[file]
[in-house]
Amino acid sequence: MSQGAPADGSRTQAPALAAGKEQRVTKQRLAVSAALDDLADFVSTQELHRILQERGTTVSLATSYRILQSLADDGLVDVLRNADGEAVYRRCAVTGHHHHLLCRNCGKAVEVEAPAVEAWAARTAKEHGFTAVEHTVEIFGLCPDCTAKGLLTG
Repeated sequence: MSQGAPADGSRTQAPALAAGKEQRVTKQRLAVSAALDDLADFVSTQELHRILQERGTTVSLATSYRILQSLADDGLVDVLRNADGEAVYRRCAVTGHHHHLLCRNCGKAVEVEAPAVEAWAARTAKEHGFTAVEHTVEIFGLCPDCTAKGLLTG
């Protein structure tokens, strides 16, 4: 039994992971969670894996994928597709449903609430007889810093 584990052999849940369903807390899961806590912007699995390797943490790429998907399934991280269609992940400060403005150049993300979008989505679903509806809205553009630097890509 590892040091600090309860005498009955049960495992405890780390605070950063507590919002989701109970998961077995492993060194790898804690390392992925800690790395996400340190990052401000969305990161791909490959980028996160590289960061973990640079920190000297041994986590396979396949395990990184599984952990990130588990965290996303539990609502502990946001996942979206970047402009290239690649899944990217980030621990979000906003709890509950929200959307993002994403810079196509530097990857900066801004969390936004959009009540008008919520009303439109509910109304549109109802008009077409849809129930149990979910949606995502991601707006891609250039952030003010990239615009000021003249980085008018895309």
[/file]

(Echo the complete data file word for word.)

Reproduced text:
[in-house]
Amino acid sequence: MSQGAPADGSRTQAPALAAGKEQRVTKQRLAVSAALDDLADFVSTQELHRILQERGTTVSLATSYRILQSLADDGLVDVLRNADGEAVYRRCAVTGHHHHLLCRNCGKAVEVEAPAVEAWAARTAKEHGFTAVEHTVEIFGLCPDCTAKGLLTG
Repeated sequence: MSQGAPADGSRTQAPALAAGKEQRVTKQRLAVSAALDDLADFVSTQELHRILQERGTTVSLATSYRILQSLADDGLVDVLRNADGEAVYRRCAVTGHHHHLLCRNCGKAVEVEAPAVEAWAARTAKEHGFTAVEHTVEIFGLCPDCTAKGLLTG
């Protein structure tokens, strides 16, 4: 039994992971969670894996994928597709449903609430007889810093 584990052999849940369903807390899961806590912007699995390797943490790429998907399934991280269609992940400060403005150049993300979008989505679903509806809205553009630097890509 590892040091600090309860005498009955049960495992405890780390605070950063507590919002989701109970998961077995492993060194790898804690390392992925800690790395996400340190990052401000969305990161791909490959980028996160590289960061973990640079920190000297041994986590396979396949395990990184599984952990990130588990965290996303539990609502502990946001996942979206970047402009290239690649899944990217980030621990979000906003709890509950929200959307993002994403810079196509530097990857900066801004969390936004959009009540008008919520009303439109509910109304549109109802008009077409849809129930149990979910949606995502991601707006891609250039952030003010990239615009000021003249980085008018895309």